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How long does the whole entire " becoming a registered nurse" process take?

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I really would like to know how long the whole entire " becoming a registered nurse" takes? This is including lvn programs and NCLEXPN. I am considering this as a career and im trying to get all my facts straight. Your help would be greatly appreciated. Thank you!

NurseCard, ADN

Specializes in Med/Surge, Psych, LTC, Home Health. Has 13 years experience.

Well... You have to decide where you would like to go to school,

file your application, wait to be accepted. Also you have to

secure financial aid, or finances, to go to school.

Once you are accepted to school, you generally spend at least

a year just taking general education courses, then you may

start your nursing curriculum.

If you want to go for just the LVN/LPN, you are looking at

about two years of classes, then you have to take the NCLEX.

If you want to get your ADN to become an RN, probably about

3 years.

For a Bachelors of Science in nursing, about four.

Edited by NurseCard
paragraph

Sour Lemon

Has 9 years experience.

"Registered Nurses" do not include LVNs/LPNs ....we are all nurses, but RNs are "registered nurses" and LVNs are "Licensed vocational/practical nurses".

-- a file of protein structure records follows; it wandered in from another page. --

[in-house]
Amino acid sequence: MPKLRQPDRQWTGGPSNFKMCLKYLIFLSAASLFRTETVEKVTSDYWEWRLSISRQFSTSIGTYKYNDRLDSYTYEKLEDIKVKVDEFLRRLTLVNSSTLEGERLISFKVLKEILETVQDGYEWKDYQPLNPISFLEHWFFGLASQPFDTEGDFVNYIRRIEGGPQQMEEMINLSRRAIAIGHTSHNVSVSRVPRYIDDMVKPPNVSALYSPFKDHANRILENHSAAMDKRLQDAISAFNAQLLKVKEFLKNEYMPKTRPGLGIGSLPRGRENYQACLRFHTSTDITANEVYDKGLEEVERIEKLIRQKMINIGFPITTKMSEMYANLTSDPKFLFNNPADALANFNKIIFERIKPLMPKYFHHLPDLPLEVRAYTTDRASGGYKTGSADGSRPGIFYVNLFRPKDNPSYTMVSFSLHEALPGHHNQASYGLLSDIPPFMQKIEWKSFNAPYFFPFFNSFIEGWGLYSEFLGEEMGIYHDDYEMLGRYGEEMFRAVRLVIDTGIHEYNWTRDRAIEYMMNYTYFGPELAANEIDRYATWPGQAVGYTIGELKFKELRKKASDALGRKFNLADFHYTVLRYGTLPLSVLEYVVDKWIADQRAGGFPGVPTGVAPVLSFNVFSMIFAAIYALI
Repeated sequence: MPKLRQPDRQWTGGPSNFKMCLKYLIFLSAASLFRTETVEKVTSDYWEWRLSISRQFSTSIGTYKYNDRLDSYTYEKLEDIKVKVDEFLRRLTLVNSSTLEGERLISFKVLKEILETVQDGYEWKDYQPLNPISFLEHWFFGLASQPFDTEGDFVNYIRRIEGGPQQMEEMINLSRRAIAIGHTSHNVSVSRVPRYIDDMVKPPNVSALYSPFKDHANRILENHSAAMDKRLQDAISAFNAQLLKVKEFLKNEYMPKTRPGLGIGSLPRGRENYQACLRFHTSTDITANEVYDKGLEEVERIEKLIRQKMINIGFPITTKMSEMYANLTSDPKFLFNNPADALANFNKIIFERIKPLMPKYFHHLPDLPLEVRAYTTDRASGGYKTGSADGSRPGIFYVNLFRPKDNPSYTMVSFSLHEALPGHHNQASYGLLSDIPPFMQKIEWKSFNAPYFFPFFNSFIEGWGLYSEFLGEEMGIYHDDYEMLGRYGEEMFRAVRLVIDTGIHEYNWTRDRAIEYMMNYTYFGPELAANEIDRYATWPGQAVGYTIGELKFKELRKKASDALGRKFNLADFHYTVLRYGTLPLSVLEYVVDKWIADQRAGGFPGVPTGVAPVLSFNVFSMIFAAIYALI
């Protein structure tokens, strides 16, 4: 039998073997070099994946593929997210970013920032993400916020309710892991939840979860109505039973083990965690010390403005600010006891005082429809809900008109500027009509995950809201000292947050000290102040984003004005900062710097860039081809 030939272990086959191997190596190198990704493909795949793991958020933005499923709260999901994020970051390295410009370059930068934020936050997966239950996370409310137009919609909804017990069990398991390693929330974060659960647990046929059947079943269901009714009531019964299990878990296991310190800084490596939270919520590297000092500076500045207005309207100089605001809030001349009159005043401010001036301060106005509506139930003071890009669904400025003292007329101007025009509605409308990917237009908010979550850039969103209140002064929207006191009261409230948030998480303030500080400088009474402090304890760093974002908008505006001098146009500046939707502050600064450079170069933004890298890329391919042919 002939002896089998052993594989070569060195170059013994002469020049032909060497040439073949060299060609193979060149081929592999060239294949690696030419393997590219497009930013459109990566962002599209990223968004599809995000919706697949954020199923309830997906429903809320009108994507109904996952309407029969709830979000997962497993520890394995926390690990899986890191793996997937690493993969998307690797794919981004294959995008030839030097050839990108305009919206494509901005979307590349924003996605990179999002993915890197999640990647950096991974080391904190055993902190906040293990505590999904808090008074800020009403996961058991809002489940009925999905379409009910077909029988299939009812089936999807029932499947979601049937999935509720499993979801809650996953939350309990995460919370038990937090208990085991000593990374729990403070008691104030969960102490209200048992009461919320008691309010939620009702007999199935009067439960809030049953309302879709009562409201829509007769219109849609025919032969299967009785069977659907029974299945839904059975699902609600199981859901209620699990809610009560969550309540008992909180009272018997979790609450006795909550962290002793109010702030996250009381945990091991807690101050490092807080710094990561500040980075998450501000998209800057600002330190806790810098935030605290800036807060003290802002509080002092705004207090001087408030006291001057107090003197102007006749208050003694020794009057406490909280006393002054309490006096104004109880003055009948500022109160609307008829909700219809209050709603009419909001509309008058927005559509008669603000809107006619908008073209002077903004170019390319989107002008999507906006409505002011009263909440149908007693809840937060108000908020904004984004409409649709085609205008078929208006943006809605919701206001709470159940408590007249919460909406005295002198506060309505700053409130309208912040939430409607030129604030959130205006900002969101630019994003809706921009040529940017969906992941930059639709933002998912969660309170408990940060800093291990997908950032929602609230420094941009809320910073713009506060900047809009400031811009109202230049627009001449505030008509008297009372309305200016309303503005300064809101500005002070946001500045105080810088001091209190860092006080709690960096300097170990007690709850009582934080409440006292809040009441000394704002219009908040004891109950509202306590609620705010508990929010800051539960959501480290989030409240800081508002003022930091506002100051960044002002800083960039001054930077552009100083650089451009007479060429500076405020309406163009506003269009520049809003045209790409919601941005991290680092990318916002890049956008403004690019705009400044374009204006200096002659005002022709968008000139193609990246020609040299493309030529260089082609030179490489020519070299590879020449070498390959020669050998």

What's your starting point? Graduation from high school?

TheCommuter, BSN, RN

Specializes in Case mgmt., rehab, (CRRN), LTC & psych. Has 14 years experience.

I really would like to know how long the whole entire " becoming a registered nurse" takes? This is including lvn programs and NCLEXPN. I am considering this as a career and im trying to get all my facts straight. Your help would be greatly appreciated. Thank you!
You do realize that an individual can become a registered nurse without ever becoming an LVN, correct?

While I first worked as an LVN, the added step of becoming an LVN is not necessary before becoming an RN. Many of us became LVNs first because it was a more expedient path into the nursing profession, especially for nontraditional students.

verene, MSN

Specializes in mental health / psychiatic nursing.

The answer is: it varies.